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May 19 2012

Bravo, France!

“The day will come when men will recognize woman as his peer, not only at the fireside, but in councils of the nation. Then, and not until then, will there be the perfect comradeship, the ideal union between the sexes that shall result in the highest development of the race. ” -Susan B. Anthony

“Men rule because women let them. Male misogyny is real enough, and it has dreadful consequences, but female misogyny is what keeps women out of power.” – Germaine Greer

There is a tendency to compare women with snails. Some people in UK say, ‘A snail could crawl the entire length of the Great Wall of China in 212 years, just slightly longer than the 200 years it will take for women to be equally represented in Parliament.’ But women are not like snails. Male-dominated systems always prevent women from going ahead.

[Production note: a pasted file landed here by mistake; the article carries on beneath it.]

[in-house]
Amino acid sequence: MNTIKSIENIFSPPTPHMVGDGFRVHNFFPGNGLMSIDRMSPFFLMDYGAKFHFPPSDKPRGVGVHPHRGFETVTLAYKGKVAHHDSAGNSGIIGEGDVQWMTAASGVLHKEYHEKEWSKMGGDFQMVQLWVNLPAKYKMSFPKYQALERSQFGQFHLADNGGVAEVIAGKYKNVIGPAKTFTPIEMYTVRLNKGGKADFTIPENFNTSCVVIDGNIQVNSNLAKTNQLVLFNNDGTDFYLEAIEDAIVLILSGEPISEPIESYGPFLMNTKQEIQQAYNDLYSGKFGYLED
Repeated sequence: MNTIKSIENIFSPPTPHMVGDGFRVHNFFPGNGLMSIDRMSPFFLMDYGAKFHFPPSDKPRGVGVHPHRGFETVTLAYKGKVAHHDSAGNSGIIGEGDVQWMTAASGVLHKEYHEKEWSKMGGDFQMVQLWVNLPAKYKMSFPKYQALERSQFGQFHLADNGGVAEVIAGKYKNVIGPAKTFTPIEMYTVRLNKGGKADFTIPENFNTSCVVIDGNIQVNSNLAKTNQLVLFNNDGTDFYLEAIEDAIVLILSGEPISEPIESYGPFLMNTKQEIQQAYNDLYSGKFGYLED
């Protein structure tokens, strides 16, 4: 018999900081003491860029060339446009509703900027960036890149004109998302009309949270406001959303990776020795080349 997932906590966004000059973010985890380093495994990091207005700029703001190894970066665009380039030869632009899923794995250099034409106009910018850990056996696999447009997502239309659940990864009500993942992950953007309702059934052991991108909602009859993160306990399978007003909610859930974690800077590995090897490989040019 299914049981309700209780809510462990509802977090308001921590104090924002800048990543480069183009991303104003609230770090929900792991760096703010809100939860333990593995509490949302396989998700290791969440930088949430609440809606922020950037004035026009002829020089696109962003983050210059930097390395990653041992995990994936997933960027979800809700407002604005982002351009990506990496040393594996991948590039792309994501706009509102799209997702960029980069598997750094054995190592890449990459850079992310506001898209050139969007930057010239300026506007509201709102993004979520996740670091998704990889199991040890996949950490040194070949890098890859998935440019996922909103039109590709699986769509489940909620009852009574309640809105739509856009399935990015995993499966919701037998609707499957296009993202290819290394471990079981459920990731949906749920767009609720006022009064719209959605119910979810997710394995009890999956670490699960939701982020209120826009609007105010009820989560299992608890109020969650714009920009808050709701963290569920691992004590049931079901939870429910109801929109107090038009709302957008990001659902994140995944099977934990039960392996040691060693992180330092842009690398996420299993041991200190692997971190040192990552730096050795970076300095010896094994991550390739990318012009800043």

Today women constitute 19 percent of the members of parliaments around the world. Women have been deprived of equal access to education, health care, capital,decision making powers in the political, social, and business sectors only because they are women. The number of women in politics is now growing but the speed is very slow. But we need a gender balance in political institutions. The introduction of quota systems for women represents a qualitative jump into a policy of exact goals. Many people are against quotas for women. But there are many people who believe that: